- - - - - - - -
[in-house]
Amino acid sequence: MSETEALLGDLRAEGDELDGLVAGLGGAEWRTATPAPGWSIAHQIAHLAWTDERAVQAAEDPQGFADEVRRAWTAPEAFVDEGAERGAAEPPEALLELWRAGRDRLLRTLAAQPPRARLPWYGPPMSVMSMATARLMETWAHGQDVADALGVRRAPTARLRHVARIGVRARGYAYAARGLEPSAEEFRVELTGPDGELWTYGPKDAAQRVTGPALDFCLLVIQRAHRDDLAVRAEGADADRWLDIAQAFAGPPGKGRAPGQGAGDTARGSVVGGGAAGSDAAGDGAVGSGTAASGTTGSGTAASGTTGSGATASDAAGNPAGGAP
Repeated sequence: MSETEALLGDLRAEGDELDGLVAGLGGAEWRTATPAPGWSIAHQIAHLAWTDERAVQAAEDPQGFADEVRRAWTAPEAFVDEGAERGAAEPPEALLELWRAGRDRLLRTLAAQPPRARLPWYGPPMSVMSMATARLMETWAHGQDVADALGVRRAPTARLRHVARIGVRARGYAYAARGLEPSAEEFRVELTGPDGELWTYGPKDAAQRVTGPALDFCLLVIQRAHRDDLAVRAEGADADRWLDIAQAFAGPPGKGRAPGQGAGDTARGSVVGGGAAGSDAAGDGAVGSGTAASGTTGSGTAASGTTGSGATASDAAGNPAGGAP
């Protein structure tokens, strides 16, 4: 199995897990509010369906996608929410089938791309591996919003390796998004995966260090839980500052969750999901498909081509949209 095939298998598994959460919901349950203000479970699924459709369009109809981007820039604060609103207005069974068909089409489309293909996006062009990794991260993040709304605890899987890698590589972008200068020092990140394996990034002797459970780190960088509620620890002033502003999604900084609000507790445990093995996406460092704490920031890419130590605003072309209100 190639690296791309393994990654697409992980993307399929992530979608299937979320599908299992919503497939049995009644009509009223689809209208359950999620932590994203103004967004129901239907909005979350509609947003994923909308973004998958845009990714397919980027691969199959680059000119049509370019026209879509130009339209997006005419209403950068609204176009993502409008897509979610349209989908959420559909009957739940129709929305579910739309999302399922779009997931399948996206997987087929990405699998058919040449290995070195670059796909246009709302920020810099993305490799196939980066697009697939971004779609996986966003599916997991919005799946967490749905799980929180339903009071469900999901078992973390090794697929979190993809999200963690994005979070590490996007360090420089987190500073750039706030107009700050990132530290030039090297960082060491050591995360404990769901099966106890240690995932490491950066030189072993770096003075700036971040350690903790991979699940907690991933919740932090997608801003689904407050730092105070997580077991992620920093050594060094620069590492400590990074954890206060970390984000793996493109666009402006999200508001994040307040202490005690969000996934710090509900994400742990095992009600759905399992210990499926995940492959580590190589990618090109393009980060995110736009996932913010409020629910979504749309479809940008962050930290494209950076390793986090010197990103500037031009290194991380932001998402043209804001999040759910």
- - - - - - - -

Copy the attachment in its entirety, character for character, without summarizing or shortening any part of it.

[in-house]
Amino acid sequence: MSETEALLGDLRAEGDELDGLVAGLGGAEWRTATPAPGWSIAHQIAHLAWTDERAVQAAEDPQGFADEVRRAWTAPEAFVDEGAERGAAEPPEALLELWRAGRDRLLRTLAAQPPRARLPWYGPPMSVMSMATARLMETWAHGQDVADALGVRRAPTARLRHVARIGVRARGYAYAARGLEPSAEEFRVELTGPDGELWTYGPKDAAQRVTGPALDFCLLVIQRAHRDDLAVRAEGADADRWLDIAQAFAGPPGKGRAPGQGAGDTARGSVVGGGAAGSDAAGDGAVGSGTAASGTTGSGTAASGTTGSGATASDAAGNPAGGAP
Repeated sequence: MSETEALLGDLRAEGDELDGLVAGLGGAEWRTATPAPGWSIAHQIAHLAWTDERAVQAAEDPQGFADEVRRAWTAPEAFVDEGAERGAAEPPEALLELWRAGRDRLLRTLAAQPPRARLPWYGPPMSVMSMATARLMETWAHGQDVADALGVRRAPTARLRHVARIGVRARGYAYAARGLEPSAEEFRVELTGPDGELWTYGPKDAAQRVTGPALDFCLLVIQRAHRDDLAVRAEGADADRWLDIAQAFAGPPGKGRAPGQGAGDTARGSVVGGGAAGSDAAGDGAVGSGTAASGTTGSGTAASGTTGSGATASDAAGNPAGGAP
């Protein structure tokens, strides 16, 4: 199995897990509010369906996608929410089938791309591996919003390796998004995966260090839980500052969750999901498909081509949209 095939298998598994959460919901349950203000479970699924459709369009109809981007820039604060609103207005069974068909089409489309293909996006062009990794991260993040709304605890899987890698590589972008200068020092990140394996990034002797459970780190960088509620620890002033502003999604900084609000507790445990093995996406460092704490920031890419130590605003072309209100 190639690296791309393994990654697409992980993307399929992530979608299937979320599908299992919503497939049995009644009509009223689809209208359950999620932590994203103004967004129901239907909005979350509609947003994923909308973004998958845009990714397919980027691969199959680059000119049509370019026209879509130009339209997006005419209403950068609204176009993502409008897509979610349209989908959420559909009957739940129709929305579910739309999302399922779009997931399948996206997987087929990405699998058919040449290995070195670059796909246009709302920020810099993305490799196939980066697009697939971004779609996986966003599916997991919005799946967490749905799980929180339903009071469900999901078992973390090794697929979190993809999200963690994005979070590490996007360090420089987190500073750039706030107009700050990132530290030039090297960082060491050591995360404990769901099966106890240690995932490491950066030189072993770096003075700036971040350690903790991979699940907690991933919740932090997608801003689904407050730092105070997580077991992620920093050594060094620069590492400590990074954890206060970390984000793996493109666009402006999200508001994040307040202490005690969000996934710090509900994400742990095992009600759905399992210990499926995940492959580590190589990618090109393009980060995110736009996932913010409020629910979504749309479809940008962050930290494209950076390793986090010197990103500037031009290194991380932001998402043209804001999040759910």